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Graham Scrivener

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How does your training impact your business?


Graham Scrivener looks at how to measure your training and development programme to improve its effectiveness, demonstrate its impact on the business and showcase the value of learning.

How does your learning and development programme impact the business? Unfortunately this is a question many L&D professionals struggle to answer but are often faced with as more companies look for ways to tighten their budgets. 

We interviewed 223 organisations and found that only 38% have measures in place that can link change in leadership behaviour to the results of the business to a moderate extent. Most spend 60% of their time and money on one-off training events, instead of investing in learning as an ongoing process that's aligned and measured against the business strategy.

They have no idea if staff are applying and sustaining the lessons they've learnt or whether the training has equipped teams with the relevant skills to deliver the goals of the organisation. 

As many L&D professionals are aware, sustainable behaviour change is a good indication of the success of a learning and development programme. But it is equally important to ensure that change in behaviour is aligned with the business strategy - whether that's to develop sales leadership skills to win more business or improve productivity among staff for greater return on investment, for example.  

Linking behaviour with business outcomes will enable you to measure and track any impact that change has had on the business and therefore demonstrate the true value of training. Companies that can demonstrate behaviour change, maintain this change and measure its affect on business results are the ones that perform the best.

The key is to focus 90% of time and resource on putting in place steps that will align learning with the goals of the organisation and sustain these skills. The other 10% should be spent on equipping staff with skills through training programmes.

Before any learning is underway, hold a workshop with senior management to get their commitment on the skills to develop and the desired business outcomes, such as improving client retention or increasing sales. Then agree how to track behaviour change and its influence on the business, and how to report results back to stakeholders.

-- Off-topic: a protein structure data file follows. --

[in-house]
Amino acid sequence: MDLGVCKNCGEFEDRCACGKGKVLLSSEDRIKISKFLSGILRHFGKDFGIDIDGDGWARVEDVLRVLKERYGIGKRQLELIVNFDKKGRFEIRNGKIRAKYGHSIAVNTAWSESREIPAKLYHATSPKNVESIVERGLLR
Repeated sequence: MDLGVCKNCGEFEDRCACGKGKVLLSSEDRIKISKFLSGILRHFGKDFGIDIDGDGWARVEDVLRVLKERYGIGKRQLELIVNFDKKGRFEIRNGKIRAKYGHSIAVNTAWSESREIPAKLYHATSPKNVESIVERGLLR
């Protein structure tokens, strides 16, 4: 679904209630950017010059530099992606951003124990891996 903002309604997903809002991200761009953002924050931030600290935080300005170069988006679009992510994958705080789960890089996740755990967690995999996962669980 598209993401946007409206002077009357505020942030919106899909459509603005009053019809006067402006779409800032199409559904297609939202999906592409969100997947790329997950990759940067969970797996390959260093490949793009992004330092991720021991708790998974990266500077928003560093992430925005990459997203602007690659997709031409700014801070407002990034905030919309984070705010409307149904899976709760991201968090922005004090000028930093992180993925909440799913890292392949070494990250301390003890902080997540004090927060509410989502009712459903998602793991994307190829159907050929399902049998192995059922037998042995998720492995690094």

Once you've got senior management buy-in, use a system of learning that will sustain and steer change in-line with the agreed business outcomes. To help, here are six learning principles:

  • Ensure learners are clear on where learning will take them
  • Check that they understand the connection between business goals, their own performance and learning opportunities
  • Address learners' attitudes and beliefs as well as their behaviours when teaching them new skills
  • Are individuals clear on how to apply learning to real-life situations?
  • Create opportunities for participants to teach as well as learn
  • Set up learning communities and develop learning materials

To measure how successful the training programme has been with the learners, web-based based survey programmes can be useful as they measure results at five levels - reaction, learning, behaviour, results and return on investment. These metrics can be used to work out how effective the training was against desired behaviour changes, as agreed with key management from the outset.

Once you know that changes have occurred, it's important to ensure that they're being continuously applied, maintained and developed. Without this insight, it's hard to demonstrate any link between behaviour change and business results.

70% of learning happens on the job and people often struggle to 'get it' on their own so ensure that learners have good coaches that can help them, and that they have access to examples of successful behaviour and practice opportunities. Setting up communication and measurement plans to feed back and reflect on success, progress and results are good ways to track and maintain skills, whilst offering rewards and recognitions are both great ways to reinforce new behaviours and to motivate people to change.

Web-based learning systems can also help maintain, track and measure behaviour change. Such systems enable L&D professionals to check if staff are applying their learning on the job, track their progress and for staff to share ideas and stories with fellow learners.

Now you have the evidence to show that change has occurred and is being maintained to report back to senior management to review against agreed business outcomes. For example, are your customers rating your service much higher or are staff more engaged and productive since putting in place leadership development programmes? But don't just use this data to see if anything has happened; review it to drive action and results for the business. Advise senior management on what more needs to be done, how to make it happen and the positive impact this will have on the organisation.  

The data will not only enable you to confidently link learning with business results but it will put L&D at the helm of the business, supporting senior management in steering the organisation to success through training and development.   

Forum will be hosting a webinar on 'Using measurement to drive impact & effectiveness of your leadership development programme' on Thursday 27 June. To register to join the webinar visit

Graham Scrivener is managing director of Forum EMEA, a global leader in leadership development and sales performance training


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